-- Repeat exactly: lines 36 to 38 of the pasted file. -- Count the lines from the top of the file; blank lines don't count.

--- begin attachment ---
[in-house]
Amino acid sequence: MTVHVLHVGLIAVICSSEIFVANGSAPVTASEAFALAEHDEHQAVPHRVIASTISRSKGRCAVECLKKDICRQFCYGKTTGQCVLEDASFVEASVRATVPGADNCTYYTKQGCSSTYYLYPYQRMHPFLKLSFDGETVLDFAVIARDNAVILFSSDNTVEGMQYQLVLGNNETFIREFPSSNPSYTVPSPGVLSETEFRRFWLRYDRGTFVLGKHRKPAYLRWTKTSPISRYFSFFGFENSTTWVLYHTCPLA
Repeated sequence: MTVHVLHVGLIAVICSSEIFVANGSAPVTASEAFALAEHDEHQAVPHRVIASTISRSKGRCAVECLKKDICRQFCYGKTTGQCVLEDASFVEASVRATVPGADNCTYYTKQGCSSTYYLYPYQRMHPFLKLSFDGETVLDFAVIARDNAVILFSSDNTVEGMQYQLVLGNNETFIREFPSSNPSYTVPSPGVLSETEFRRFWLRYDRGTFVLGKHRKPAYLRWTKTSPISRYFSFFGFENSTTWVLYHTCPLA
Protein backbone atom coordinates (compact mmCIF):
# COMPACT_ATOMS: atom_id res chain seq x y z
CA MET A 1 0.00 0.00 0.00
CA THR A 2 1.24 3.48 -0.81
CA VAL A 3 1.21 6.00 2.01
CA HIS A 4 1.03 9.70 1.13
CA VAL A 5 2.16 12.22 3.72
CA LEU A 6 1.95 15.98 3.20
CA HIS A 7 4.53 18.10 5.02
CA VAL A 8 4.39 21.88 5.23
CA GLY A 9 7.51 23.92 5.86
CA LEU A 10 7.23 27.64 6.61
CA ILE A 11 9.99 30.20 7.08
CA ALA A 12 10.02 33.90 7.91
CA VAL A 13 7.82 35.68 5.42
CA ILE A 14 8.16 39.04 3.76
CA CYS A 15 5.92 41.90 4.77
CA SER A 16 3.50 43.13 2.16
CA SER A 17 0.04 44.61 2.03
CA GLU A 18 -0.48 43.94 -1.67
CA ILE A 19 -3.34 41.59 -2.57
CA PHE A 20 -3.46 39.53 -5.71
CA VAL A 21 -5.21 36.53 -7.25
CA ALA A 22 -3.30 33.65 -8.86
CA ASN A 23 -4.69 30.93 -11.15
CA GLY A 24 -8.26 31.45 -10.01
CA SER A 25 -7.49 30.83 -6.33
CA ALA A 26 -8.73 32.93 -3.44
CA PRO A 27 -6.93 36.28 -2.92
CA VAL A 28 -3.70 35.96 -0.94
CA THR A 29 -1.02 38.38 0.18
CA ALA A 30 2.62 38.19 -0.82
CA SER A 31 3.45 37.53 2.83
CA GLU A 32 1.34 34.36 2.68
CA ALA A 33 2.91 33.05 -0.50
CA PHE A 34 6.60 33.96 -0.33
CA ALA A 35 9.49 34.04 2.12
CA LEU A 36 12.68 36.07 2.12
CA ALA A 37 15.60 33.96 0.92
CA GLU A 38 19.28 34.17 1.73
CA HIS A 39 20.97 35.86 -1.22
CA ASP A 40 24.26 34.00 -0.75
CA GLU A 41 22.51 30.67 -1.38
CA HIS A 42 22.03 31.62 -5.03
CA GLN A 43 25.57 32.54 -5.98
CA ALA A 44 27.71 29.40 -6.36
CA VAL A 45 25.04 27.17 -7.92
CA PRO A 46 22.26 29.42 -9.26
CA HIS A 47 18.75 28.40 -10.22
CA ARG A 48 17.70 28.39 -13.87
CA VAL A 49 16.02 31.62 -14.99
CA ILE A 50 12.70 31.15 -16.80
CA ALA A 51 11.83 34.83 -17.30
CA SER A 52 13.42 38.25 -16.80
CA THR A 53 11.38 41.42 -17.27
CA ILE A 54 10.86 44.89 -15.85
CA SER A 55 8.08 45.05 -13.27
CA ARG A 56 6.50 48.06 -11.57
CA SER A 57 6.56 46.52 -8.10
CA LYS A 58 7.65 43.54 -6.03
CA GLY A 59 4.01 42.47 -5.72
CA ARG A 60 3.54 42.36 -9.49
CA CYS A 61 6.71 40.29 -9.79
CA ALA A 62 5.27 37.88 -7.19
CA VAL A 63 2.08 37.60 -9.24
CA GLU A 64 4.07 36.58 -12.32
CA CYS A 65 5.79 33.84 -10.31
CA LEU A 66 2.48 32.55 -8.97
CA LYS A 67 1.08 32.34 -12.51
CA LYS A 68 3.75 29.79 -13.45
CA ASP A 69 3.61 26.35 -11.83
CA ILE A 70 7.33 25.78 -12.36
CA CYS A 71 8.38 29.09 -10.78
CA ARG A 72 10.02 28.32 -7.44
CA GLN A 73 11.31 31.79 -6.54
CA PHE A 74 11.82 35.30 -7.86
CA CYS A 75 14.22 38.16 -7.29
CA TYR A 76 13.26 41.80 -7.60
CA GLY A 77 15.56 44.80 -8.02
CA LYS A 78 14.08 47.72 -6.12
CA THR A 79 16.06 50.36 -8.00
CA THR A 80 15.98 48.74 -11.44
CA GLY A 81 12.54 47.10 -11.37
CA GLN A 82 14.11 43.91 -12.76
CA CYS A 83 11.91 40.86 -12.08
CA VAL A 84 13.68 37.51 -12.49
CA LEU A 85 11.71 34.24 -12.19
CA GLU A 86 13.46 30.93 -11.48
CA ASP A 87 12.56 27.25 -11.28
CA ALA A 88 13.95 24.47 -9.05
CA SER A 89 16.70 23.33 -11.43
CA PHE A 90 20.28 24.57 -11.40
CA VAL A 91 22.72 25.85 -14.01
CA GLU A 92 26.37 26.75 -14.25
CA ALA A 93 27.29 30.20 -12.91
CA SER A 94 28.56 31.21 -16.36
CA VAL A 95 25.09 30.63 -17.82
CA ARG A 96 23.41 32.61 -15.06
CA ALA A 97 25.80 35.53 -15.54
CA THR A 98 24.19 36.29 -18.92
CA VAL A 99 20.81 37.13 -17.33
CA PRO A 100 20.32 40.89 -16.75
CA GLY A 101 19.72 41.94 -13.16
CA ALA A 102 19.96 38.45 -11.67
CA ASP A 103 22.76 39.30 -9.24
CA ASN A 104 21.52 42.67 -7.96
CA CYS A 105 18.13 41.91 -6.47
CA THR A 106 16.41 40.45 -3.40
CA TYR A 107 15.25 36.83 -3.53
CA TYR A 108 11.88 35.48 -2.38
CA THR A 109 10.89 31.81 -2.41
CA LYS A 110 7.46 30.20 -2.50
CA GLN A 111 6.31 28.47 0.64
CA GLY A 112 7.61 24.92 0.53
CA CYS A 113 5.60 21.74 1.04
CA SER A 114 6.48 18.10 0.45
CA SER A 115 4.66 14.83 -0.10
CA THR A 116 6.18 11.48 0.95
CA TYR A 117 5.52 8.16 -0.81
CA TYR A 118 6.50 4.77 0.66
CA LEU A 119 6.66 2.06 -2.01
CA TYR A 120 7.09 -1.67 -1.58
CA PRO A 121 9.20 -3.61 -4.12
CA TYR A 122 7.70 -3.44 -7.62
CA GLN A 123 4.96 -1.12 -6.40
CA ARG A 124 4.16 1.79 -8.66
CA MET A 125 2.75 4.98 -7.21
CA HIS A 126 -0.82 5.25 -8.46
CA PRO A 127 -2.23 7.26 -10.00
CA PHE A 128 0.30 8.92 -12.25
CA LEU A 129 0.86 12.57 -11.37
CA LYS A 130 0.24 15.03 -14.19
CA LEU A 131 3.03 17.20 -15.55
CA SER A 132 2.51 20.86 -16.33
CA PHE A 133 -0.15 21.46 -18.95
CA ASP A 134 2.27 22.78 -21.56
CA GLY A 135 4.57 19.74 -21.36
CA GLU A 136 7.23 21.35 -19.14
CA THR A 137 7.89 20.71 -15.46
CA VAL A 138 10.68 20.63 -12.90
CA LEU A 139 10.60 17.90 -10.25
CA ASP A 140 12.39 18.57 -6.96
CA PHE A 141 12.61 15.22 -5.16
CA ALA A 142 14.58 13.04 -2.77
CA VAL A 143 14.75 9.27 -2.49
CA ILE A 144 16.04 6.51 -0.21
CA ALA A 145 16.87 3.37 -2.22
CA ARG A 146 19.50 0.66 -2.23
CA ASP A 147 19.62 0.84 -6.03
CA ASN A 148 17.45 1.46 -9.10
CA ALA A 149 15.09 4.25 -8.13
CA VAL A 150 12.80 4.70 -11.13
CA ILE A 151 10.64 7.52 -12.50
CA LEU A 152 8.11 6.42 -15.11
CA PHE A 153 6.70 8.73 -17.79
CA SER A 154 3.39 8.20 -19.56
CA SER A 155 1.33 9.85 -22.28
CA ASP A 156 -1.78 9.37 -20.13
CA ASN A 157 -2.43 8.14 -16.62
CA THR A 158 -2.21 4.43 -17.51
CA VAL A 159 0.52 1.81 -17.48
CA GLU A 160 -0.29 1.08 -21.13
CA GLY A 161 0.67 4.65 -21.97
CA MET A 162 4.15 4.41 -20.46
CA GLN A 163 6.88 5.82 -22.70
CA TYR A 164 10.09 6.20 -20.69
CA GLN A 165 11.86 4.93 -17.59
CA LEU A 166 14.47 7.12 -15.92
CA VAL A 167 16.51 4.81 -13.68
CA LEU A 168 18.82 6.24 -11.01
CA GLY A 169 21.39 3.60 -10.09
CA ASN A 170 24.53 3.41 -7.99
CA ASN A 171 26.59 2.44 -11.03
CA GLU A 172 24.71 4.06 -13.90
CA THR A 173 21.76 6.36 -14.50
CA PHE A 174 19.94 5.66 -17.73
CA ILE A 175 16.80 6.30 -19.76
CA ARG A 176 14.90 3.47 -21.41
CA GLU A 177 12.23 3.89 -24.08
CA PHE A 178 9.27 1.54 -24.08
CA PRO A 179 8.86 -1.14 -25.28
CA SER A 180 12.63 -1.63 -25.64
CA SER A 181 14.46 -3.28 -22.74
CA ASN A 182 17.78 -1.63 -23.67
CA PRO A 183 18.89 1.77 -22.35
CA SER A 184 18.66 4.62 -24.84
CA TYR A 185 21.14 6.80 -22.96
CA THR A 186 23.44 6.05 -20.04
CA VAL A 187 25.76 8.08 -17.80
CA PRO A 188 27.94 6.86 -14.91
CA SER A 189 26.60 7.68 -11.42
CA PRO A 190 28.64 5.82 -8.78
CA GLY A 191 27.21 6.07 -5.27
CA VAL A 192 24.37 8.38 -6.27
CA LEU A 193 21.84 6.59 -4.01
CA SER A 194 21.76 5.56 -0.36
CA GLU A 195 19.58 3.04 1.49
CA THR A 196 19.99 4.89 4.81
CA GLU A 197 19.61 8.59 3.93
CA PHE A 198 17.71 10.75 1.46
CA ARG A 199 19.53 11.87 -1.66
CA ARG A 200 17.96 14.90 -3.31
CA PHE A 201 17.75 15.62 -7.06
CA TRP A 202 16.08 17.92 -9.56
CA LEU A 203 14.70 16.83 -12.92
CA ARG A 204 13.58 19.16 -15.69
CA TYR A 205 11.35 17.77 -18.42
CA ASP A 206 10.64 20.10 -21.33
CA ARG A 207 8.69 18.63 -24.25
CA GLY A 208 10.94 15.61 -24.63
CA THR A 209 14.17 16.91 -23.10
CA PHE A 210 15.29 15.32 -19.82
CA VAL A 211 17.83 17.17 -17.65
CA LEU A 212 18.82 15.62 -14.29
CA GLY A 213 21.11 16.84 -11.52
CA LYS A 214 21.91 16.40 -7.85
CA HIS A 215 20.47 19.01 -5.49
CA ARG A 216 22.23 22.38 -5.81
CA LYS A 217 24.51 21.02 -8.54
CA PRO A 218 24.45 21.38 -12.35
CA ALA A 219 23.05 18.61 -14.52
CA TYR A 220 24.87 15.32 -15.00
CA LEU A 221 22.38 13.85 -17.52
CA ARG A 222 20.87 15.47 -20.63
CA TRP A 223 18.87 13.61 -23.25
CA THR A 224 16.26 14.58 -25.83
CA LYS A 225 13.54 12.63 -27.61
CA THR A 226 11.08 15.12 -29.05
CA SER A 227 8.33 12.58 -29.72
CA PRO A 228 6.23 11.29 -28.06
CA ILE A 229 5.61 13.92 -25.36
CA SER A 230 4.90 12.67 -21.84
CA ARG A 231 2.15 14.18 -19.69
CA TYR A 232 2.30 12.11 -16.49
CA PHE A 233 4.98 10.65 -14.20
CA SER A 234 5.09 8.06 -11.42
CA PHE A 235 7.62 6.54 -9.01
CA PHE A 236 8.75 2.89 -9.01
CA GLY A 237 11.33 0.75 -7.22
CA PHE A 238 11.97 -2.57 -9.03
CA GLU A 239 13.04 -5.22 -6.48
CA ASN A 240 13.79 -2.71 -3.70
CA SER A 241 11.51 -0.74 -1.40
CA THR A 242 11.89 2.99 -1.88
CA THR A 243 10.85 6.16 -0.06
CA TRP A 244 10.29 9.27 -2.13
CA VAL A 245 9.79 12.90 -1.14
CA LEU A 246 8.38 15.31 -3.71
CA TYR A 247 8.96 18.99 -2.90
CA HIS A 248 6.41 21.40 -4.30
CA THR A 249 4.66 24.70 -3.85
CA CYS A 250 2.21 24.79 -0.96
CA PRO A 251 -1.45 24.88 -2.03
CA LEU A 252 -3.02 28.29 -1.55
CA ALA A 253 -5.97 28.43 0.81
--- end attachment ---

CA SER A 31 3.45 37.53 2.83
CA GLU A 32 1.34 34.36 2.68
CA ALA A 33 2.91 33.05 -0.50